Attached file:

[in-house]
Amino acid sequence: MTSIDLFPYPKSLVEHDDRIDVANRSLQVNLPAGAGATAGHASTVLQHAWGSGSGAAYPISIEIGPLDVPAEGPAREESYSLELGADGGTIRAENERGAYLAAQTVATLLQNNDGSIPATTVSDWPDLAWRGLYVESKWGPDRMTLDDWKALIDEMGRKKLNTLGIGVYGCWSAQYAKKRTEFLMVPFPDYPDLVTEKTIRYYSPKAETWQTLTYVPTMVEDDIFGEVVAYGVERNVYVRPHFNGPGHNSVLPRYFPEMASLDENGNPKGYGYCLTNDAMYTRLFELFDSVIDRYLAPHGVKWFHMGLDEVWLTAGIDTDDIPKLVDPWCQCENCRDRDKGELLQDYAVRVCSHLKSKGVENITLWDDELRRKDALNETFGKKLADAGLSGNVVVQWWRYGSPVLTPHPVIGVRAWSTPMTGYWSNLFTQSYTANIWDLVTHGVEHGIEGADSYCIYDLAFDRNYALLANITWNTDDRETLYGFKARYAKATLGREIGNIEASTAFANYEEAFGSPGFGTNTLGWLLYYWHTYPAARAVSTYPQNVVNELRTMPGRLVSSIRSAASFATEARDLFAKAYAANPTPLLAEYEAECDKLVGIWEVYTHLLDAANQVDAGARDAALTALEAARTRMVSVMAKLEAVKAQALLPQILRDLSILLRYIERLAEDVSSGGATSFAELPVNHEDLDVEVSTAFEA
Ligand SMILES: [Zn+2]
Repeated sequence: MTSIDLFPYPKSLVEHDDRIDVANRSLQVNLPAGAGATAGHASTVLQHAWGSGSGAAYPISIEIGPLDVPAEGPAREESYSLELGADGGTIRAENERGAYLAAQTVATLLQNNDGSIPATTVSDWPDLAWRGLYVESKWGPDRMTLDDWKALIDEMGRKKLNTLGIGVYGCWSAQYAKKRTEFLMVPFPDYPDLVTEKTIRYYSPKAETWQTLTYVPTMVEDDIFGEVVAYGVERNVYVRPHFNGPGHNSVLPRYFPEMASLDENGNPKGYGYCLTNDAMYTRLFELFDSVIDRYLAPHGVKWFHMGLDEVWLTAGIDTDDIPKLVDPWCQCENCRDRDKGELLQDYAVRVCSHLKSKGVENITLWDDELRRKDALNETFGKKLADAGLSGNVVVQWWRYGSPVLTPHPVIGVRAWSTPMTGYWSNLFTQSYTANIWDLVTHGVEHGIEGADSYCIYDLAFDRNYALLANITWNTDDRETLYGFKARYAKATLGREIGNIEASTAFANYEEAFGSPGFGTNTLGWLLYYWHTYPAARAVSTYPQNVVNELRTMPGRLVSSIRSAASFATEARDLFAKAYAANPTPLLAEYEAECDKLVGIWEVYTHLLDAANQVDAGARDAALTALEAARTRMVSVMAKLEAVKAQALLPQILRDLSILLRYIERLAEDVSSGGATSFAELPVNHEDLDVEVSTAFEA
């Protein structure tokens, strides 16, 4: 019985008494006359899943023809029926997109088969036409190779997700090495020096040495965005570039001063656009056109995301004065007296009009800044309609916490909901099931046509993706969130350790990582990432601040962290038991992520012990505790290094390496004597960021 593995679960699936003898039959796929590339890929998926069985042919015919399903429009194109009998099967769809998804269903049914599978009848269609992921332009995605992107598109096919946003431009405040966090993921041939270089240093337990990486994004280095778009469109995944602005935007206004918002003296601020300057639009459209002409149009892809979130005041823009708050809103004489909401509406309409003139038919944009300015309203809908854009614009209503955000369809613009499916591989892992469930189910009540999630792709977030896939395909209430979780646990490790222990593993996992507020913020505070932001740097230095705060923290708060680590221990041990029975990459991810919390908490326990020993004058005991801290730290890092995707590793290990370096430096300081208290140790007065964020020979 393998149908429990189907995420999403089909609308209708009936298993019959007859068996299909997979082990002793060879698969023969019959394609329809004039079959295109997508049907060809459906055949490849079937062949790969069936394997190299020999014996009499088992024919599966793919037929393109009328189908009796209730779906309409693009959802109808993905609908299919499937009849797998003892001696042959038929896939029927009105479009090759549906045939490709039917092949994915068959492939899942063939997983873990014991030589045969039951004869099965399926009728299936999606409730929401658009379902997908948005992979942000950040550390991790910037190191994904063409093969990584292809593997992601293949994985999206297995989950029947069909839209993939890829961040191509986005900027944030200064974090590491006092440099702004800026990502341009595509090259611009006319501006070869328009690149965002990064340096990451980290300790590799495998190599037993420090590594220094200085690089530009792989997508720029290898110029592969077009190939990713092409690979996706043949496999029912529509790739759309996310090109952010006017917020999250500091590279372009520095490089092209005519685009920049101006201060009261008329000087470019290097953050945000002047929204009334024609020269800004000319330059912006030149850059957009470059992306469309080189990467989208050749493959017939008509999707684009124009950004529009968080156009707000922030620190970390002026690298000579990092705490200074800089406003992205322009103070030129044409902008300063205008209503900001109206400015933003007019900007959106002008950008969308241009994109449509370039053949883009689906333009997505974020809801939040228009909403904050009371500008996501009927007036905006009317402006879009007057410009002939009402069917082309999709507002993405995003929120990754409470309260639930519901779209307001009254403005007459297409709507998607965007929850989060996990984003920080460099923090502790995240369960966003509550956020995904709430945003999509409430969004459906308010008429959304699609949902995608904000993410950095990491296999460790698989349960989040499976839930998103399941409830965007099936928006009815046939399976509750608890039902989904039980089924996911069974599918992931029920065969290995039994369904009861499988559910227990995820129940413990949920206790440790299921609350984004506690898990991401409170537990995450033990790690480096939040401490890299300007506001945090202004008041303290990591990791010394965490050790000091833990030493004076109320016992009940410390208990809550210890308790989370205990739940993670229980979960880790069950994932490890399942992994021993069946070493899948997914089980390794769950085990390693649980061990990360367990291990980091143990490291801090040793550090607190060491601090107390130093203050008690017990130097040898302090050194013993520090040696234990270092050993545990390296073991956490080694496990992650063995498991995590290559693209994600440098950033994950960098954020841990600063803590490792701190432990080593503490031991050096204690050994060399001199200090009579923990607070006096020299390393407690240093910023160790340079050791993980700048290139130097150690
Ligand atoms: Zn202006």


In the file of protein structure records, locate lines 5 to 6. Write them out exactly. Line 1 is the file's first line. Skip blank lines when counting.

């Protein structure tokens, strides 16, 4: 019985008494006359899943023809029926997109088969036409190779997700090495020096040495965005570039001063656009056109995301004065007296009009800044309609916490909901099931046509993706969130350790990582990432601040962290038991992520012990505790290094390496004597960021 593995679960699936003898039959796929590339890929998926069985042919015919399903429009194109009998099967769809998804269903049914599978009848269609992921332009995605992107598109096919946003431009405040966090993921041939270089240093337990990486994004280095778009469109995944602005935007206004918002003296601020300057639009459209002409149009892809979130005041823009708050809103004489909401509406309409003139038919944009300015309203809908854009614009209503955000369809613009499916591989892992469930189910009540999630792709977030896939395909209430979780646990490790222990593993996992507020913020505070932001740097230095705060923290708060680590221990041990029975990459991810919390908490326990020993004058005991801290730290890092995707590793290990370096430096300081208290140790007065964020020979 393998149908429990189907995420999403089909609308209708009936298993019959007859068996299909997979082990002793060879698969023969019959394609329809004039079959295109997508049907060809459906055949490849079937062949790969069936394997190299020999014996009499088992024919599966793919037929393109009328189908009796209730779906309409693009959802109808993905609908299919499937009849797998003892001696042959038929896939029927009105479009090759549906045939490709039917092949994915068959492939899942063939997983873990014991030589045969039951004869099965399926009728299936999606409730929401658009379902997908948005992979942000950040550390991790910037190191994904063409093969990584292809593997992601293949994985999206297995989950029947069909839209993939890829961040191509986005900027944030200064974090590491006092440099702004800026990502341009595509090259611009006319501006070869328009690149965002990064340096990451980290300790590799495998190599037993420090590594220094200085690089530009792989997508720029290898110029592969077009190939990713092409690979996706043949496999029912529509790739759309996310090109952010006017917020999250500091590279372009520095490089092209005519685009920049101006201060009261008329000087470019290097953050945000002047929204009334024609020269800004000319330059912006030149850059957009470059992306469309080189990467989208050749493959017939008509999707684009124009950004529009968080156009707000922030620190970390002026690298000579990092705490200074800089406003992205322009103070030129044409902008300063205008209503900001109206400015933003007019900007959106002008950008969308241009994109449509370039053949883009689906333009997505974020809801939040228009909403904050009371500008996501009927007036905006009317402006879009007057410009002939009402069917082309999709507002993405995003929120990754409470309260639930519901779209307001009254403005007459297409709507998607965007929850989060996990984003920080460099923090502790995240369960966003509550956020995904709430945003999509409430969004459906308010008429959304699609949902995608904000993410950095990491296999460790698989349960989040499976839930998103399941409830965007099936928006009815046939399976509750608890039902989904039980089924996911069974599918992931029920065969290995039994369904009861499988559910227990995820129940413990949920206790440790299921609350984004506690898990991401409170537990995450033990790690480096939040401490890299300007506001945090202004008041303290990591990791010394965490050790000091833990030493004076109320016992009940410390208990809550210890308790989370205990739940993670229980979960880790069950994932490890399942992994021993069946070493899948997914089980390794769950085990390693649980061990990360367990291990980091143990490291801090040793550090607190060491601090107390130093203050008690017990130097040898302090050194013993520090040696234990270092050993545990390296073991956490080694496990992650063995498991995590290559693209994600440098950033994950960098954020841990600063803590490792701190432990080593503490031991050096204690050994060399001199200090009579923990607070006096020299390393407690240093910023160790340079050791993980700048290139130097150690
Ligand atoms: Zn202006």